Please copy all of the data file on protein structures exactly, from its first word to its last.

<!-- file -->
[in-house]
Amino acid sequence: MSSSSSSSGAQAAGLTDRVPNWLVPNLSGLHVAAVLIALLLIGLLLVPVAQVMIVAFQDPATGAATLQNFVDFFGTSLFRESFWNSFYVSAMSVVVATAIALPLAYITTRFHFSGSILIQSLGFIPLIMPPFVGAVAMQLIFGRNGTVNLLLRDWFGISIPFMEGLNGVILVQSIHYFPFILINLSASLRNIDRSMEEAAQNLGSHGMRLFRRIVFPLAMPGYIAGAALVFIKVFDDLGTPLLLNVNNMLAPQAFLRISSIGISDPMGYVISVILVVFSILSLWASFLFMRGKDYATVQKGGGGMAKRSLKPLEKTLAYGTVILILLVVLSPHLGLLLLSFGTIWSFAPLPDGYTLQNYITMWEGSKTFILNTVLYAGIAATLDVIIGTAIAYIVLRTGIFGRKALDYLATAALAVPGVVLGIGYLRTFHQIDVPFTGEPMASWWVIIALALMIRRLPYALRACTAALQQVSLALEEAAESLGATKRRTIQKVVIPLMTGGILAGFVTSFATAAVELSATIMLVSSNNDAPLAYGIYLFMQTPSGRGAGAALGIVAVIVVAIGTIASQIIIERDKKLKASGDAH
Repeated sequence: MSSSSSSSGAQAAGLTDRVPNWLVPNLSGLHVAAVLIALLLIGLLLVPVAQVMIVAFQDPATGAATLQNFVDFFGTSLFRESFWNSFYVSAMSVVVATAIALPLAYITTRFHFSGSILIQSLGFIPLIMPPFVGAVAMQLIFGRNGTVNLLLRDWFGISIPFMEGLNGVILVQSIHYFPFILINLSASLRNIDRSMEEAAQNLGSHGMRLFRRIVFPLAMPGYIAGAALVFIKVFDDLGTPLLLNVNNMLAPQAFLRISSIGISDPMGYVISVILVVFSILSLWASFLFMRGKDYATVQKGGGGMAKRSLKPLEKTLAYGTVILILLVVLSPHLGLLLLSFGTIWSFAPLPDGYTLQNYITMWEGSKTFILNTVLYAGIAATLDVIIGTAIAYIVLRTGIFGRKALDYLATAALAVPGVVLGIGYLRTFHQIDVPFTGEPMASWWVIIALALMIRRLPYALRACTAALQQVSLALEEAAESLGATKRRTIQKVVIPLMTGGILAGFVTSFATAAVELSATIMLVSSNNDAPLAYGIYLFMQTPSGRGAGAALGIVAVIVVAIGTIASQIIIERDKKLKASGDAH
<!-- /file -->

[in-house]
Amino acid sequence: MSSSSSSSGAQAAGLTDRVPNWLVPNLSGLHVAAVLIALLLIGLLLVPVAQVMIVAFQDPATGAATLQNFVDFFGTSLFRESFWNSFYVSAMSVVVATAIALPLAYITTRFHFSGSILIQSLGFIPLIMPPFVGAVAMQLIFGRNGTVNLLLRDWFGISIPFMEGLNGVILVQSIHYFPFILINLSASLRNIDRSMEEAAQNLGSHGMRLFRRIVFPLAMPGYIAGAALVFIKVFDDLGTPLLLNVNNMLAPQAFLRISSIGISDPMGYVISVILVVFSILSLWASFLFMRGKDYATVQKGGGGMAKRSLKPLEKTLAYGTVILILLVVLSPHLGLLLLSFGTIWSFAPLPDGYTLQNYITMWEGSKTFILNTVLYAGIAATLDVIIGTAIAYIVLRTGIFGRKALDYLATAALAVPGVVLGIGYLRTFHQIDVPFTGEPMASWWVIIALALMIRRLPYALRACTAALQQVSLALEEAAESLGATKRRTIQKVVIPLMTGGILAGFVTSFATAAVELSATIMLVSSNNDAPLAYGIYLFMQTPSGRGAGAALGIVAVIVVAIGTIASQIIIERDKKLKASGDAH
Repeated sequence: MSSSSSSSGAQAAGLTDRVPNWLVPNLSGLHVAAVLIALLLIGLLLVPVAQVMIVAFQDPATGAATLQNFVDFFGTSLFRESFWNSFYVSAMSVVVATAIALPLAYITTRFHFSGSILIQSLGFIPLIMPPFVGAVAMQLIFGRNGTVNLLLRDWFGISIPFMEGLNGVILVQSIHYFPFILINLSASLRNIDRSMEEAAQNLGSHGMRLFRRIVFPLAMPGYIAGAALVFIKVFDDLGTPLLLNVNNMLAPQAFLRISSIGISDPMGYVISVILVVFSILSLWASFLFMRGKDYATVQKGGGGMAKRSLKPLEKTLAYGTVILILLVVLSPHLGLLLLSFGTIWSFAPLPDGYTLQNYITMWEGSKTFILNTVLYAGIAATLDVIIGTAIAYIVLRTGIFGRKALDYLATAALAVPGVVLGIGYLRTFHQIDVPFTGEPMASWWVIIALALMIRRLPYALRACTAALQQVSLALEEAAESLGATKRRTIQKVVIPLMTGGILAGFVTSFATAAVELSATIMLVSSNNDAPLAYGIYLFMQTPSGRGAGAALGIVAVIVVAIGTIASQIIIERDKKLKASGDAH